When we look at the message of Jonah through the wider lens of redemptive history, his prophecy takes on a whole new and expanded meaning—God’s mercy extends to the ends of the earth–not just to Israel. Jonah’s actions must be interpreted in light of YHWH’s greater purpose.
Moral Tale or Historical Event?
A Well-Known Story
Most everyone knows the story of Jonah. Jonah was a reluctant Hebrew prophet who, while fleeing from his divine commission, was thrown overboard in the midst of a horrific storm by his terrified shipmates, only to be swallowed by a big fish (usually assumed to be a whale). Jonah then spent three days and nights in the fish’s belly, before being vomited up by the fish on a foreign shore. Once safely on land, Jonah fulfilled his evangelistic mission, went to Nineveh as commanded, and preached to the Ninevites who repented en masse. The story is simple enough it can be understood by a child, but profound enough that theologians and biblical scholars still debate its meaning.
Whenever considering any book of the Bible it is important to ask and answer several questions to make sure we interpret the book and its message correctly. Who was Jonah, when did he live, why did he write this book, and what is in it? How does this particular prophecy compare with the other Minor Prophets who lived and ministered about the same time? These questions are especially important with a book like Jonah, which many think to be an allegory or a moral fable, seeing the story as so implausible that it cannot possibly be speaking of historical events. How can someone be swallowed alive by a whale and live for three days? No, the critics say, this cannot be history, so it must be an allegory, a teaching parable, or a work of fiction, designed to teach us some important spiritual or moral truth.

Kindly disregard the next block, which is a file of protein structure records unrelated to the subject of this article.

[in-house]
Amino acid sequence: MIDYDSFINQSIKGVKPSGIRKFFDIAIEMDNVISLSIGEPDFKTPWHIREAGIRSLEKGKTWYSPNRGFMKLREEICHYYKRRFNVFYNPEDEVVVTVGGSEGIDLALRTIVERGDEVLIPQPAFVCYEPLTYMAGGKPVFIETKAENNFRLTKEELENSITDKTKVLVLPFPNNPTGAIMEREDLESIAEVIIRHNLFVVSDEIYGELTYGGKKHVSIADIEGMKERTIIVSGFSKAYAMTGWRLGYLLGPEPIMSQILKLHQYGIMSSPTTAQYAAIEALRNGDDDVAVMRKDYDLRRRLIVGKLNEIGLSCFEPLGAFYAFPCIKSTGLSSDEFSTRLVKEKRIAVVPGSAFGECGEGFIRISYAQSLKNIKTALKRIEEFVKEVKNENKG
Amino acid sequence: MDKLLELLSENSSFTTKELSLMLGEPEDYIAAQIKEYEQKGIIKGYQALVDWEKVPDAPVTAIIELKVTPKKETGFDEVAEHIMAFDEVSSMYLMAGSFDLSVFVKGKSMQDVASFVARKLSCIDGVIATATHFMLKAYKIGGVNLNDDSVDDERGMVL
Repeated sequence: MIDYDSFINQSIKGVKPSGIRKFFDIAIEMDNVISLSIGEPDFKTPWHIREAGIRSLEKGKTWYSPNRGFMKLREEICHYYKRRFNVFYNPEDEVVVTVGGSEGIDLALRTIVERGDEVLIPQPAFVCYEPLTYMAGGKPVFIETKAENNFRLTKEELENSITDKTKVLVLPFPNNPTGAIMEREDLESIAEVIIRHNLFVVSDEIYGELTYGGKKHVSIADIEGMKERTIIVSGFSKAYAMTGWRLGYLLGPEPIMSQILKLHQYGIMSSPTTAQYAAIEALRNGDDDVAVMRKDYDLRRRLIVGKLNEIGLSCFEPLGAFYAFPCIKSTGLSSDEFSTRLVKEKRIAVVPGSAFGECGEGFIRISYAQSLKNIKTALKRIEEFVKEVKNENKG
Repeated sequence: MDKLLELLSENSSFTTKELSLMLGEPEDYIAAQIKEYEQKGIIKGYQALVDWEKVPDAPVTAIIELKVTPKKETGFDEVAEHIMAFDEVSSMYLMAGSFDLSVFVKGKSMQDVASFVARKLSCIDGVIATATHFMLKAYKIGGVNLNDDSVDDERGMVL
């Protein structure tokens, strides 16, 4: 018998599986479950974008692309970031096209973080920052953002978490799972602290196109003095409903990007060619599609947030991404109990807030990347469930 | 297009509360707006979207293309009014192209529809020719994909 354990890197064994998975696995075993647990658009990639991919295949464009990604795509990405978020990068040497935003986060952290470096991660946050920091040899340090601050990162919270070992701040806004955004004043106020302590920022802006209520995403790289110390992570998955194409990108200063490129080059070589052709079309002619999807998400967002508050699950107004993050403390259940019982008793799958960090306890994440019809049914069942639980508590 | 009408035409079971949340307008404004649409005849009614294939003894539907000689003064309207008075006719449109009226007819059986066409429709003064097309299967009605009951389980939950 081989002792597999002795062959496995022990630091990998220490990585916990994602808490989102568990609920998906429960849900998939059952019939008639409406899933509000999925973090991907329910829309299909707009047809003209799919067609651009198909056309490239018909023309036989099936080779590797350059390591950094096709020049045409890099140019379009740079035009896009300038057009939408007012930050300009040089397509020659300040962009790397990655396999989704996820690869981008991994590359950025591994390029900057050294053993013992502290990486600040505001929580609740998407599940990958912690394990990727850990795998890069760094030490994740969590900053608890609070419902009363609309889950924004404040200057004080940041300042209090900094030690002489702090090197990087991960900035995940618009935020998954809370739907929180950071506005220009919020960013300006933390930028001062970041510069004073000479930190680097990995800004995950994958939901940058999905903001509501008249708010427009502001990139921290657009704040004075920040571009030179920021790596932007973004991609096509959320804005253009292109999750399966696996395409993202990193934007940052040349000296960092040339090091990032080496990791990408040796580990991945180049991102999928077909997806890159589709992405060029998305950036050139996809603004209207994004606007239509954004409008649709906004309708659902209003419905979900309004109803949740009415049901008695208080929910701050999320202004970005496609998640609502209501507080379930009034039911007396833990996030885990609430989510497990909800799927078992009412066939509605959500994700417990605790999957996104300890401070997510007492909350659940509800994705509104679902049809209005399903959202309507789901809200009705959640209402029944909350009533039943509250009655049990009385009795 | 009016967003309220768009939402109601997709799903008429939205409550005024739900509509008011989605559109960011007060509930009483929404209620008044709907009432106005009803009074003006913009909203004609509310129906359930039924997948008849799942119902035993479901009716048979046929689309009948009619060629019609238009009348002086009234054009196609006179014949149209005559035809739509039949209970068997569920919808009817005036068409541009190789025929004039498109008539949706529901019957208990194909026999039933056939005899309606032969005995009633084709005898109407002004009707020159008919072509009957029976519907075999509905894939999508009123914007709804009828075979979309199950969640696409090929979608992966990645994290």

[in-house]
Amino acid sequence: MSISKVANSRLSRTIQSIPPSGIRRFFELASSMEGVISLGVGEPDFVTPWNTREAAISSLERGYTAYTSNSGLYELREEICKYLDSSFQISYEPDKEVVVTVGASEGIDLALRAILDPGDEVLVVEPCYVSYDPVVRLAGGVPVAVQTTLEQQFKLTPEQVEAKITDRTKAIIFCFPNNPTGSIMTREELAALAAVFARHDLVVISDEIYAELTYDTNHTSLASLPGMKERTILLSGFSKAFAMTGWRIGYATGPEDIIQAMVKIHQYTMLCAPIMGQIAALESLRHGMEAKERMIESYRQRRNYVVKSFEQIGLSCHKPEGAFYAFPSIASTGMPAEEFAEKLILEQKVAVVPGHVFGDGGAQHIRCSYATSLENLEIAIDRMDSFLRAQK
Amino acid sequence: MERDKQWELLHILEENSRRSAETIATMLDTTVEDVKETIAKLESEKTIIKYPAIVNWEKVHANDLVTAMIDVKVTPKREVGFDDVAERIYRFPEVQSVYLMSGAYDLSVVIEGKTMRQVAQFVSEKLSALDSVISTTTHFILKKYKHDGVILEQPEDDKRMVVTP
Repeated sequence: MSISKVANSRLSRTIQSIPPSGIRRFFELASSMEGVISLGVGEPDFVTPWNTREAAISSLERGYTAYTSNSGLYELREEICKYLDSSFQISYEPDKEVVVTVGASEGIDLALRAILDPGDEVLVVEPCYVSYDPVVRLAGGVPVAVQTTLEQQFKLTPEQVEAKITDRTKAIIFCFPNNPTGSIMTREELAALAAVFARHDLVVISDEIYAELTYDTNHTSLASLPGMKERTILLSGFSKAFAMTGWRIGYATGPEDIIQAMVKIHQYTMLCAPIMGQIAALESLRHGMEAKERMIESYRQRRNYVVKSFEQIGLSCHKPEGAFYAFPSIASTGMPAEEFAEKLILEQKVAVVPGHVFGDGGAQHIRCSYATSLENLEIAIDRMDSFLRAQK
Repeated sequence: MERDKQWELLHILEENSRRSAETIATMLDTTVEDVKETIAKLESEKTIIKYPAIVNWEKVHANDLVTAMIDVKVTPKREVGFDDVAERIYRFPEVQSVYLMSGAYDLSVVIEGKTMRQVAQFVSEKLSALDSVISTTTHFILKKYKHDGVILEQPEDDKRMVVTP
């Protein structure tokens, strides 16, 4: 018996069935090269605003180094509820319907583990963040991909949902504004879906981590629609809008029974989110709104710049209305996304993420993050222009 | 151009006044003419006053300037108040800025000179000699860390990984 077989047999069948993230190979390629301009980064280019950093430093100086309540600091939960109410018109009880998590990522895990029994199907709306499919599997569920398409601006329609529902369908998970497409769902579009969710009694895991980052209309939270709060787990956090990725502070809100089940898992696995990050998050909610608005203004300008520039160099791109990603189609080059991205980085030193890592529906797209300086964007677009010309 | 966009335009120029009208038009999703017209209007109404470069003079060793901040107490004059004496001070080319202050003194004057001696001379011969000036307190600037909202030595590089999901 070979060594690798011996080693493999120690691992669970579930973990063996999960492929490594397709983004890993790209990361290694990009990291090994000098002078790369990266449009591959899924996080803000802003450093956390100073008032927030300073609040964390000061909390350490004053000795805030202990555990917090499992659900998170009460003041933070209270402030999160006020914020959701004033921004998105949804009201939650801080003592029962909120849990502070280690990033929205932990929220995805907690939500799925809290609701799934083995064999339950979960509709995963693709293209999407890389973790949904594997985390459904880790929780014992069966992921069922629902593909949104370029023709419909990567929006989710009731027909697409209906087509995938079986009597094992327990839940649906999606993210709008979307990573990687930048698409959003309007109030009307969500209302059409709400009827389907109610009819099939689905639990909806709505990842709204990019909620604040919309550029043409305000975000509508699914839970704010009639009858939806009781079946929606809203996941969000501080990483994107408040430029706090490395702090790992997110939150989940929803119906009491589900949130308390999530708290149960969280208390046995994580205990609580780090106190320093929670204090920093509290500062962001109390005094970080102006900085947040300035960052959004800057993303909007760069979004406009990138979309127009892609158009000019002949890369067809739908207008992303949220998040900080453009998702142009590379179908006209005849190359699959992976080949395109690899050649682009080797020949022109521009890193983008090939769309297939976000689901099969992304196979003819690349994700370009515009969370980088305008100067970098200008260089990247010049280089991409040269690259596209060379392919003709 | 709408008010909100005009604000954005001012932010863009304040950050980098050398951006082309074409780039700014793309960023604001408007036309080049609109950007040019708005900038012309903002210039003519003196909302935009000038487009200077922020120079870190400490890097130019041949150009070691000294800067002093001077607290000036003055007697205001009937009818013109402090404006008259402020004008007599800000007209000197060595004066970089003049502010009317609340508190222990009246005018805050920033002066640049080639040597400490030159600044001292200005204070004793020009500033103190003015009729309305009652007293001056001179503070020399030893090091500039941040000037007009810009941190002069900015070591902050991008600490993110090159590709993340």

When we interpret Jonah’s prophecy through this fictional lens, the reader’s focus usually falls upon Jonah himself, the prime example of a reluctant prophet who refuses to obey God’s will. By not obeying God, Jonah finds himself in the belly of a whale, until God relents and the whale then spits Jonah out safe and sound–if a bit shook up. The moral to the story is that should God call you to do something you do not want to do, learn the lesson of the story of Jonah. Obey the Lord and avoid the kind of calamity which comes upon those who, like Jonah, will not do what they know God wants them to do.
No Mere Morality Tale
But when we ask and then answer the “Who?” “When?” “Why?” and “What?” questions, it becomes clear that Jonah’s prophecy is not an allegory, nor does it offer such a trivial and moralistic message. This is not a “once upon a time in a land far away” kind of book. The prophecy opens with Jonah’s personal ancestry–revealing the name of his father enabling us to compare other biblical references to this family, thereby tying Jonah’s ministry directly to the reign of Jeroboam II, one of the last rulers of Israel (the Northern Kingdom).
Jonah’s prophecy comes in the form of a prophetic narrative (much like 1 and 2 Kings) with a song/Psalm included within the narrative (chapter 2). It is clearly set in a particular period of time–the final days of Israel (the Northern Kingdom). Yet unlike the books of the Kings, the Book of Jonah does not emphasize God’s prophet’s obedience to undertake a difficult prophetic call. On the contrary, the Book of Jonah focuses upon the prophet’s determined reluctance to fulfill his mission. But what is that mission? That is the critical question not often properly considered.